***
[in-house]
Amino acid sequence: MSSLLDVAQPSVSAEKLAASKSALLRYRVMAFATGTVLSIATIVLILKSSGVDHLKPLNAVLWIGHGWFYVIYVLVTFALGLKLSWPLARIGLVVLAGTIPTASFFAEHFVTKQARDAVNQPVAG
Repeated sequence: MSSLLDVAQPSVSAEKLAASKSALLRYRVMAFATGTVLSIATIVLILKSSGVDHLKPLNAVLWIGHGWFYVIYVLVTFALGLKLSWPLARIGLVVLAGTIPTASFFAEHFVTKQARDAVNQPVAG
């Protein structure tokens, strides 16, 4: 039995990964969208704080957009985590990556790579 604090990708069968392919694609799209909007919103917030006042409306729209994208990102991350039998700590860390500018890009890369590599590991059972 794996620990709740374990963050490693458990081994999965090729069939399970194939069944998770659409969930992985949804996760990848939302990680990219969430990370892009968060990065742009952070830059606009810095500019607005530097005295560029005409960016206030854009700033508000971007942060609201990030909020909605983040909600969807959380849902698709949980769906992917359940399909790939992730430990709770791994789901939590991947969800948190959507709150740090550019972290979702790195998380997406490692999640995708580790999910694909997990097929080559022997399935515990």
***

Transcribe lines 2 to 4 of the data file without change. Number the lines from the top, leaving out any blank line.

Amino acid sequence: MSSLLDVAQPSVSAEKLAASKSALLRYRVMAFATGTVLSIATIVLILKSSGVDHLKPLNAVLWIGHGWFYVIYVLVTFALGLKLSWPLARIGLVVLAGTIPTASFFAEHFVTKQARDAVNQPVAG
Repeated sequence: MSSLLDVAQPSVSAEKLAASKSALLRYRVMAFATGTVLSIATIVLILKSSGVDHLKPLNAVLWIGHGWFYVIYVLVTFALGLKLSWPLARIGLVVLAGTIPTASFFAEHFVTKQARDAVNQPVAG
């Protein structure tokens, strides 16, 4: 039995990964969208704080957009985590990556790579 604090990708069968392919694609799209909007919103917030006042409306729209994208990102991350039998700590860390500018890009890369590599590991059972 794996620990709740374990963050490693458990081994999965090729069939399970194939069944998770659409969930992985949804996760990848939302990680990219969430990370892009968060990065742009952070830059606009810095500019607005530097005295560029005409960016206030854009700033508000971007942060609201990030909020909605983040909600969807959380849902698709949980769906992917359940399909790939992730430990709770791994789901939590991947969800948190959507709150740090550019972290979702790195998380997406490692999640995708580790999910694909997990097929080559022997399935515990």